The cowboy philosopher and humorist Will Rogers, one of the most beloved entertainers of the early 20th century, is born on a ranch in Cherokee Indian territory. The son of a respected mixed-blood Cherokee couple, William Penn Adair Rogers grew up riding and roping on the plains of Oklahoma. An indifferent student, he earned only average grades in school, but he was by no means the ill-educated common man that he later liked to pretend. He was, in fact, highly literate and well read. In 1898, he left his family ranch to work as a Texas cowboy, and then traveled to Argentina where he spent a few months as a gaucho. But Rogers discovered his real talent when he joined Texas Jack's Wild West show in 1902 as a trick roper and rider under the stage name "The Cherokee Kid."
          For all his skill with ropes and horses, Rogers soon realized that audiences most enjoyed his impromptu jokes and witty remarks. Eventually, Rogers began to focus on making humorous comments on world events and created a popular vaudeville act with which he traveled the country. In 1919, Rogers' first book, The Peace Conference, was published. In the 1920s, he achieved national fame with a series of movie appearances, radio shows, lecture tours, magazine articles, and regular newspapers columns. Amazingly prolific, Rogers eventually wrote seven books, an autobiography, almost 3000 short commentaries called "daily telegrams," more than 1000 newspaper articles, and 58 magazine articles. Rogers' warm, folksy manner and penetrating wit were hugely popular during the Depression, and his concern for the welfare of average folks was genuine. He contributed frequent charitable performances in support of the victims of floods, hurricanes, and earthquakes worldwide.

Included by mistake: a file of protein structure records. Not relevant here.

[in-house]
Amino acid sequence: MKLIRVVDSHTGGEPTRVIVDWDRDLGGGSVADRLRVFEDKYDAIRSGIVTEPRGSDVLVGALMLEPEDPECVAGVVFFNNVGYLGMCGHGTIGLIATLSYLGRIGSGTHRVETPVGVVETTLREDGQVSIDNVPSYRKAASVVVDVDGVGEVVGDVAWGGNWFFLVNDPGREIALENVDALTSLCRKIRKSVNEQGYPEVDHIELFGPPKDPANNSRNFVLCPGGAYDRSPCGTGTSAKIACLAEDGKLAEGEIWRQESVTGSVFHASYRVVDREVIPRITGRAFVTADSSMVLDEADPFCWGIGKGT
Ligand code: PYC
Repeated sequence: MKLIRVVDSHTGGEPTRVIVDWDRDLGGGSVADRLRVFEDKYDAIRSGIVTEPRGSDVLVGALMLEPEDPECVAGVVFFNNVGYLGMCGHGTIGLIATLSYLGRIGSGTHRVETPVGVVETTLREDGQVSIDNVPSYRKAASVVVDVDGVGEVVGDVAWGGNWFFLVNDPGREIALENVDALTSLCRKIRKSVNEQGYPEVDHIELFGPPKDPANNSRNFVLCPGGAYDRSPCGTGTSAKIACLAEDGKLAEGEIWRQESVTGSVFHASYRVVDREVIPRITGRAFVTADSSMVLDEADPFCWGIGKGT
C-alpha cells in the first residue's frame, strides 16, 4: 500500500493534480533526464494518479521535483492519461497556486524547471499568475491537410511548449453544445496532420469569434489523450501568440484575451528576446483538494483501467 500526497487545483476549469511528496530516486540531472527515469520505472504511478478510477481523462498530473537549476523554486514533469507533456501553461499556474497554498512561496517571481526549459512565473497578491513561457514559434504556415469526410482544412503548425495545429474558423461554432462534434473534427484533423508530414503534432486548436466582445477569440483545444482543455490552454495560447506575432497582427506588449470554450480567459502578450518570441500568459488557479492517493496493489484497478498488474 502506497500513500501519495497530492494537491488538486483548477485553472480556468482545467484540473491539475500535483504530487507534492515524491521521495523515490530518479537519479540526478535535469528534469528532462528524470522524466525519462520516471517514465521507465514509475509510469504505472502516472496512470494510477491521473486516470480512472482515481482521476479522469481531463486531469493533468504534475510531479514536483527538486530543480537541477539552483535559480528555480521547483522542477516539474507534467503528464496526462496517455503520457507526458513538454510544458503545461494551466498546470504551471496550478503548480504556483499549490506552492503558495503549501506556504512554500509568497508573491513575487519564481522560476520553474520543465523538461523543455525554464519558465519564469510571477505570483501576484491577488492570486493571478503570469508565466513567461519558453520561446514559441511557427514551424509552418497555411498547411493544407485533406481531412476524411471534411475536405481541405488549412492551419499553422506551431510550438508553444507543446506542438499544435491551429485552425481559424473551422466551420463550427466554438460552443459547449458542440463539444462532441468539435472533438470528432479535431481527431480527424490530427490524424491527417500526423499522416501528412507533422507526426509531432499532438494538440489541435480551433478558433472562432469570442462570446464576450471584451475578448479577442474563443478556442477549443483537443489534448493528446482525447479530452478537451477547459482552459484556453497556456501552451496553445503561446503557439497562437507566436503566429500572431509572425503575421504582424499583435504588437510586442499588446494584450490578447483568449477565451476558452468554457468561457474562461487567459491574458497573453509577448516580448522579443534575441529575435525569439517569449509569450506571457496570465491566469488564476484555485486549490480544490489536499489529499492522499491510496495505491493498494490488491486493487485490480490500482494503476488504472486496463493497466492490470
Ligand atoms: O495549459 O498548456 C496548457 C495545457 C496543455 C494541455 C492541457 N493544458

On 15 August 1935, Rogers was on a flight to Asia with the famous pilot Wiley Post [22 Nov 1899–] when the craft developed engine troubles and crashed near Point Barrow, Alaska. The crash killed both men.
    1879 The cash register, patented by James and John Ritty, to combat stealing by bartenders in their Dayton, Ohio saloon (1880?). However it was John H. Patterson [13 Dec 1844 – 07 May 1922], also of Dayton, who, from 1884, improved the cash register and made it commonplace by making and marketing it through his National Cash Register Company.
    1873 George Edward Moore, influential English Realist philosopher (Principia Ethica, 1903; Ethics, 1912). He died on 24 October 1958. MOORE ONLINE: The Nature of Moral PhilosophyThe Refutation of Idealism
    1873 The gold crown for teeth, patented by dentist John Beers of San Francisco
    1872 Ulisse Caputo, Italian artist who died on 13 October 1948.
    1862 Eden Phillpotts England, novelist/poet/playwright (Red Madymaynes)
    1862 Gatling gun is patented by Dr. Richard Jordan Gatling MD [12 Sep 1818 – 26 Feb 1903]. It is a cluster of several barrels, each of which, when rotated by a crank, is loaded and fired once during a complete rotation. The barrels were loaded by gravity from the cartridge container, located above the gun. An improved 10-barrel, .30-caliber model, which fired 400 rounds a minute, was patented on 09 May 1865, and was officially adopted by the US Army on 21 August 1866. For more than 40 years, the Gatling gun, further improved to fire 3000 rounds per minute if externally powered, was used by almost every world power, until superseded by recoil- and gas-operated guns that followed the invention of smokeless gunpowder
    1793 (03 Nov?) Thomas Ender, Austrian painter active in Brazil. The end of Ender came on 28 September 1875.
    1765 Pierre Girard, mathematician.
    1744 Johann(III) Bernoulli, mathematician.